Keeping It Simple
One of the items that I had been pushing for and working on from my earliest versions of the Hydra Challenge was a playmat that would contain all of the rules and set-up instructions for the Hydra. My reasoning was that a self-playing game intended for game stores only works if it doesn't require one human to teach it to someone else. There needed to be a way to make the rules as intuitive and easy as possible so a player could play it on his or her own. This did come with some baggage, though. While the upside was that a player didn't have to memorize the rules before beginning, it also meant that the rules needed to fit in a small space, which meant quickly pairing down the rules to the ones that really mattered.
It was during this time that the experience as a whole became far less complicated, but I think also was greatly strengthened as a result. The concept of "elite" and regular heads was added to make it clear how to start the game, as well as giving the game more variety. The elite heads took some of the more fun enchantment abilities and turned them into triggers. It also created more "You're Gonna Need a Bigger Boat" moments when a normal head died into a elite head.
In some of the feedback I have received, players have noted that the Hydra is weak against cards like Ratchet Bomb and Mind Grind. Some of the earliest versions of the rules attempted to solve all of these problems, but what I quickly learned was that the attempts to fix everything was just going to require a lot more work than was really worth it. In the earliest attempts to get this to work, I had tried to get every card imaginable to interact in a sensible way with the Hydra, but that just meant the players were constantly rereading the rules text to figure out which printed corner-case was put in place to deal with the current situation. Rather than addressing them one by one, we ended up cutting them down and implementing more generalized rules such as "just have fun." If a player came in with the dedicated goal to trounce the Hydra with a specialized deck, then that player was going to trounce it, and that was okay. It was far more important to keep the rules at a manageable level.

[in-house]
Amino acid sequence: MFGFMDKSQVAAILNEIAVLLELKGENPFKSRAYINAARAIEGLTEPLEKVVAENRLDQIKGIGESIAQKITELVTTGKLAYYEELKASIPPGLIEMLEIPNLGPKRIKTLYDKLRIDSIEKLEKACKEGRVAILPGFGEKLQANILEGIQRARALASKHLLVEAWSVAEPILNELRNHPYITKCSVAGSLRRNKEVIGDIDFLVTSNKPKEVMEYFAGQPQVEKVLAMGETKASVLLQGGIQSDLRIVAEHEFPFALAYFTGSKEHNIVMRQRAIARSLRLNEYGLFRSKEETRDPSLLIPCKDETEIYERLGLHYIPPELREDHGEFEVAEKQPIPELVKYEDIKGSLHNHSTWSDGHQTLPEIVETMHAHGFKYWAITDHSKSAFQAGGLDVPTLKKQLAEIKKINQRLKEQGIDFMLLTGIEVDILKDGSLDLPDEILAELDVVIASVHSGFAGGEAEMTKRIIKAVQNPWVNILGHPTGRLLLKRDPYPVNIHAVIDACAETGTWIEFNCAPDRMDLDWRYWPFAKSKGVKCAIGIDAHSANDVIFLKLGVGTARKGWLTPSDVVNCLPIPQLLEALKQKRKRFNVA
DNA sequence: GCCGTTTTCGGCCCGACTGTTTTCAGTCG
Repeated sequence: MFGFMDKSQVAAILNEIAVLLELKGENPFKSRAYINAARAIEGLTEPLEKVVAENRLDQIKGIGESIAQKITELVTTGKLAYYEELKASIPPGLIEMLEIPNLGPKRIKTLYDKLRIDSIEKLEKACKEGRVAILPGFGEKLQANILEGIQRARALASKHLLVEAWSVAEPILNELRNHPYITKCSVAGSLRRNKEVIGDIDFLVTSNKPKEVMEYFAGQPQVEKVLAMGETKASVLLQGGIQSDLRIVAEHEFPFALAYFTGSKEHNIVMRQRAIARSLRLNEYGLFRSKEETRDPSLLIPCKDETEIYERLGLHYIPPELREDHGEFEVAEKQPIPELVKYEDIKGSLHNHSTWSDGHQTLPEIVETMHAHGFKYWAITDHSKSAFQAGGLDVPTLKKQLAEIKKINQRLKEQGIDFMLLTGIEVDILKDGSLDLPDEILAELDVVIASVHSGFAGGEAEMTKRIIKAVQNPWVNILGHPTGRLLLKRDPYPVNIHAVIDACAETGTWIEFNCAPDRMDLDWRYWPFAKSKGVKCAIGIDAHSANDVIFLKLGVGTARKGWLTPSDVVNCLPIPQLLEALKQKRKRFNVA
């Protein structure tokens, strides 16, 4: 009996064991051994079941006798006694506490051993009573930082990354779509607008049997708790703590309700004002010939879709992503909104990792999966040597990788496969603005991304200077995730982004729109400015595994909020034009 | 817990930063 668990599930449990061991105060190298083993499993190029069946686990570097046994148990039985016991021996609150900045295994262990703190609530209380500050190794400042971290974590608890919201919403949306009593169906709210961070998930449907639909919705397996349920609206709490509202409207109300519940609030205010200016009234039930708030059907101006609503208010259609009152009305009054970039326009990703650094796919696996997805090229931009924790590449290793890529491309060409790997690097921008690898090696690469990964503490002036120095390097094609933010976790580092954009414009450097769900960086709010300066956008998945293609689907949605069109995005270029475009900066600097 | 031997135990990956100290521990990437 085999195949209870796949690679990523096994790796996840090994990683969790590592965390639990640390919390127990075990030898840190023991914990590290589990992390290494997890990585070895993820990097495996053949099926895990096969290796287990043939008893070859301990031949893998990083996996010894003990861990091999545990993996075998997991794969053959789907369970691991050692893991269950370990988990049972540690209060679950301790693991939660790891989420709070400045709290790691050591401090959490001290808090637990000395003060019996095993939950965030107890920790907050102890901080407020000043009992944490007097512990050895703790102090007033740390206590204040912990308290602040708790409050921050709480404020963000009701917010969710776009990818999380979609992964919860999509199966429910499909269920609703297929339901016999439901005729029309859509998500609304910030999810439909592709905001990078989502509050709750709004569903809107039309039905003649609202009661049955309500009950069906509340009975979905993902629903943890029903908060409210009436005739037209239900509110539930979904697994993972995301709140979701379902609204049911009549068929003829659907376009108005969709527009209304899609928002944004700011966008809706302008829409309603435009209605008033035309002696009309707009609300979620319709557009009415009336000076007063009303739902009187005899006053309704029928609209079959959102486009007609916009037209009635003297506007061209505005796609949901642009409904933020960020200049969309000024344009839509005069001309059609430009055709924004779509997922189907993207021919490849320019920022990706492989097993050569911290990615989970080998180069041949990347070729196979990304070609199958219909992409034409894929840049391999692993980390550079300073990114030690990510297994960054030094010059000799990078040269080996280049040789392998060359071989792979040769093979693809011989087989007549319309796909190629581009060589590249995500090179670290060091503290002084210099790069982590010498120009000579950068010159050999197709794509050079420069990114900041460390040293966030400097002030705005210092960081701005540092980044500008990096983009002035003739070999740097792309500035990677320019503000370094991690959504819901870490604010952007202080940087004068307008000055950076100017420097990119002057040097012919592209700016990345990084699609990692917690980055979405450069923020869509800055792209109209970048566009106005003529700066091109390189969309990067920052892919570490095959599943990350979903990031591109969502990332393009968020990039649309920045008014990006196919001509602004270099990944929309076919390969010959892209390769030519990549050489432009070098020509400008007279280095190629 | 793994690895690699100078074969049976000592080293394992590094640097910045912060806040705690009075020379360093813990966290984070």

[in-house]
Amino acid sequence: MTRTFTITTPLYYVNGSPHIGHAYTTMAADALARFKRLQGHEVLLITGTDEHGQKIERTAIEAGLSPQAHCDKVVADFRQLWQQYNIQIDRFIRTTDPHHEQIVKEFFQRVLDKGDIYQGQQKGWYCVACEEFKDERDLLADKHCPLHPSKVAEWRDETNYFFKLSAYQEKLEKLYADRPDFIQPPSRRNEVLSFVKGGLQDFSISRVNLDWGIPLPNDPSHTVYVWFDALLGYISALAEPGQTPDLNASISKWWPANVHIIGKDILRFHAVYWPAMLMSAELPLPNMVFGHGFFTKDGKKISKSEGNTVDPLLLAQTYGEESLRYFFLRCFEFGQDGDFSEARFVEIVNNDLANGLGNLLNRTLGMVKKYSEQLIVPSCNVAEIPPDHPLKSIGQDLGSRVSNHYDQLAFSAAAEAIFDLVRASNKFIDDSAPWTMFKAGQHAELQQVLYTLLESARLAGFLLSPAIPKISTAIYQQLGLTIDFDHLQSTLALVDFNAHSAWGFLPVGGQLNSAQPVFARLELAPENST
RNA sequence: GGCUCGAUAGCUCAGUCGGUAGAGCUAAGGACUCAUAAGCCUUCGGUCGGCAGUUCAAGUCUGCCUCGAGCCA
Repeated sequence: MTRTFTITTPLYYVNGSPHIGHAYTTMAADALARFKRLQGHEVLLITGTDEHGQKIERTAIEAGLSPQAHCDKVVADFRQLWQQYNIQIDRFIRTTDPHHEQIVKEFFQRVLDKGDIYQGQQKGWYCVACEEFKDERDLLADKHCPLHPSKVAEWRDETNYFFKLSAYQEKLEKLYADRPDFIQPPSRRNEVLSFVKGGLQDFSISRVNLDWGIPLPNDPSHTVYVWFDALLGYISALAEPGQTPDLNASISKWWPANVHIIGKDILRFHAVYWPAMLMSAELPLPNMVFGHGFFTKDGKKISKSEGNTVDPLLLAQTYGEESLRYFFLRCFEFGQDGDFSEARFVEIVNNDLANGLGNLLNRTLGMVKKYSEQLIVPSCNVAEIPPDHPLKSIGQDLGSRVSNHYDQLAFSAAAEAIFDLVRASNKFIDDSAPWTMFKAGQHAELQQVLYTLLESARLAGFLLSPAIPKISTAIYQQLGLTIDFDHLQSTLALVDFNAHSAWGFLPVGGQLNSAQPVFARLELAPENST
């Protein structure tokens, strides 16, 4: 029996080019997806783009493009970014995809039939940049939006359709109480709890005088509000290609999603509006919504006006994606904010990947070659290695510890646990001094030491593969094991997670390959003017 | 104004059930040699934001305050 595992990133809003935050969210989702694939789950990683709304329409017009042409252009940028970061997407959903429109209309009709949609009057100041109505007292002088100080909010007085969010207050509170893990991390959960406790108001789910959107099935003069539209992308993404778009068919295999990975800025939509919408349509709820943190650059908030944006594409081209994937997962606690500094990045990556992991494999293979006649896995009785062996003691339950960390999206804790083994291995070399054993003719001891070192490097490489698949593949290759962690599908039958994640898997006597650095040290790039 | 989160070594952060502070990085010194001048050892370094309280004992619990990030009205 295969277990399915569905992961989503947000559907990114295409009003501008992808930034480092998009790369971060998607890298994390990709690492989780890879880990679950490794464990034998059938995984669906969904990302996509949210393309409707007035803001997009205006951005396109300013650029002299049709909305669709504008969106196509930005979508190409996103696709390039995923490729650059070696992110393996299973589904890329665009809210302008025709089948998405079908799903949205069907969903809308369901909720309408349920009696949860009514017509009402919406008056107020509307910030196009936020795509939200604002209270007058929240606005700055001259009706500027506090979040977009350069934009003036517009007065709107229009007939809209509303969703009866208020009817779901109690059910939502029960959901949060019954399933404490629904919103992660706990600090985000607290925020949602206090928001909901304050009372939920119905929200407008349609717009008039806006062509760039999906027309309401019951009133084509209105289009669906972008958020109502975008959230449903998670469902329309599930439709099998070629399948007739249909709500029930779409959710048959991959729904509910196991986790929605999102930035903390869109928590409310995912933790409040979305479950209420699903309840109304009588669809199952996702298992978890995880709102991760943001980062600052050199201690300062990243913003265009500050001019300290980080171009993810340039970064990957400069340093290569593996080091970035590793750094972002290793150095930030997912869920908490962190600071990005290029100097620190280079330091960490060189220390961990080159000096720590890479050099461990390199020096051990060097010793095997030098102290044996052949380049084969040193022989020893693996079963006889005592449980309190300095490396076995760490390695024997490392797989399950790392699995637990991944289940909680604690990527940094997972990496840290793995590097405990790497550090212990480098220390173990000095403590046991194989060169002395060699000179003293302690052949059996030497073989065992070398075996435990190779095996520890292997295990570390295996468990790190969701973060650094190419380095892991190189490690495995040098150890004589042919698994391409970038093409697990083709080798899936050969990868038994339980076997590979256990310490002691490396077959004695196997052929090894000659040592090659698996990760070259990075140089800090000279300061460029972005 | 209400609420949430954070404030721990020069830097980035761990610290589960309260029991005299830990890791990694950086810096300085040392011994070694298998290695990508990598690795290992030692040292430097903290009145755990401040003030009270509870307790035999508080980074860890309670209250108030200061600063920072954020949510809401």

A Hero's Reward
One of the most useful resources that R&D has for testing our products comes not from R&D, but from one floor above: customer service. If you have ever called us to resolve a problem, chances are you spoke with a customer service representative. One of the perks of working in customer service is getting to come to the Pit on a regular basis to playtest upcoming sets or other products. There is a real risk that the people within R&D can get so into the minute details of game play or design that we miss the blatantly obvious things. Customer service playtesters are wonderful at giving us a preview of how people less familiar with the products will handle what we are producing.
Strike the Weak Spot | Art by Jason A. Engle